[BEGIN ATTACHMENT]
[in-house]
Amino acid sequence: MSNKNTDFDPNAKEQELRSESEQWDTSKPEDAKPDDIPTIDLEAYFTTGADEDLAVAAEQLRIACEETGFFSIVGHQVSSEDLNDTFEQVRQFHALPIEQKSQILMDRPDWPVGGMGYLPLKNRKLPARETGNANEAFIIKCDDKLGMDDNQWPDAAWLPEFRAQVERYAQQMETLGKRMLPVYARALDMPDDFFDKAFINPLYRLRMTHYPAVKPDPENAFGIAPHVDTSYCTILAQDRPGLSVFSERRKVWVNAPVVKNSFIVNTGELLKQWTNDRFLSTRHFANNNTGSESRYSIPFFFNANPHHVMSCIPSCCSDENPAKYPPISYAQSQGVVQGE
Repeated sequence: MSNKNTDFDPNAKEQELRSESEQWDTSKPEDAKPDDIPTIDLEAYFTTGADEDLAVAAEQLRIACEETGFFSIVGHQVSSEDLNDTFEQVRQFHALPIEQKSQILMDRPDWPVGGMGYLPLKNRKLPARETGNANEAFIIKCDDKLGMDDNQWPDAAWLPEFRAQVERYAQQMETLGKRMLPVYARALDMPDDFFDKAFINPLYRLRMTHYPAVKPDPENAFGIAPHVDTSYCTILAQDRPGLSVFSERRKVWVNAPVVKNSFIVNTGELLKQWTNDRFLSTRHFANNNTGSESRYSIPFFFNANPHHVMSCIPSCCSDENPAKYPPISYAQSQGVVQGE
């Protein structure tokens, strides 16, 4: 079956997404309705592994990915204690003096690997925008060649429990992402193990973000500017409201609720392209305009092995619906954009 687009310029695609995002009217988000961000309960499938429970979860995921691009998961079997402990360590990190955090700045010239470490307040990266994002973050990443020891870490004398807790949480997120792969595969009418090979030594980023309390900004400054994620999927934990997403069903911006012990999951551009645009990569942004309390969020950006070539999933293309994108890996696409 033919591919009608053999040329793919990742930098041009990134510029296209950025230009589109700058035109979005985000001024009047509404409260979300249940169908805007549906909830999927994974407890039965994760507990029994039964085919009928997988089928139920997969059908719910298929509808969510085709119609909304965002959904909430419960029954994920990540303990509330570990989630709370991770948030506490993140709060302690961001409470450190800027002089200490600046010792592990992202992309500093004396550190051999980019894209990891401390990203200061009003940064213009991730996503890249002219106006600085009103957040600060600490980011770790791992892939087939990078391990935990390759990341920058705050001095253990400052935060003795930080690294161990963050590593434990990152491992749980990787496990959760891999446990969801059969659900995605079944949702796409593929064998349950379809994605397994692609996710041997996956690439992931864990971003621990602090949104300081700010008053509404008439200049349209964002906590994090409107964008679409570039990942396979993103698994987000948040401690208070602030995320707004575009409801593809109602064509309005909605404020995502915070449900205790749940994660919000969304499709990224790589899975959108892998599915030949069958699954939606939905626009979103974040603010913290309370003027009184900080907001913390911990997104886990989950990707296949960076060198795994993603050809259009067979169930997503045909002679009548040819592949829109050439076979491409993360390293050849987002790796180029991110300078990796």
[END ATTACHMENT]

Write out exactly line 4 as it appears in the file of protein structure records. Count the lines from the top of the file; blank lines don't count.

């Protein structure tokens, strides 16, 4: 079956997404309705592994990915204690003096690997925008060649429990992402193990973000500017409201609720392209305009092995619906954009 687009310029695609995002009217988000961000309960499938429970979860995921691009998961079997402990360590990190955090700045010239470490307040990266994002973050990443020891870490004398807790949480997120792969595969009418090979030594980023309390900004400054994620999927934990997403069903911006012990999951551009645009990569942004309390969020950006070539999933293309994108890996696409 033919591919009608053999040329793919990742930098041009990134510029296209950025230009589109700058035109979005985000001024009047509404409260979300249940169908805007549906909830999927994974407890039965994760507990029994039964085919009928997988089928139920997969059908719910298929509808969510085709119609909304965002959904909430419960029954994920990540303990509330570990989630709370991770948030506490993140709060302690961001409470450190800027002089200490600046010792592990992202992309500093004396550190051999980019894209990891401390990203200061009003940064213009991730996503890249002219106006600085009103957040600060600490980011770790791992892939087939990078391990935990390759990341920058705050001095253990400052935060003795930080690294161990963050590593434990990152491992749980990787496990959760891999446990969801059969659900995605079944949702796409593929064998349950379809994605397994692609996710041997996956690439992931864990971003621990602090949104300081700010008053509404008439200049349209964002906590994090409107964008679409570039990942396979993103698994987000948040401690208070602030995320707004575009409801593809109602064509309005909605404020995502915070449900205790749940994660919000969304499709990224790589899975959108892998599915030949069958699954939606939905626009979103974040603010913290309370003027009184900080907001913390911990997104886990989950990707296949960076060198795994993603050809259009067979169930997503045909002679009548040819592949829109050439076979491409993360390293050849987002790796180029991110300078990796």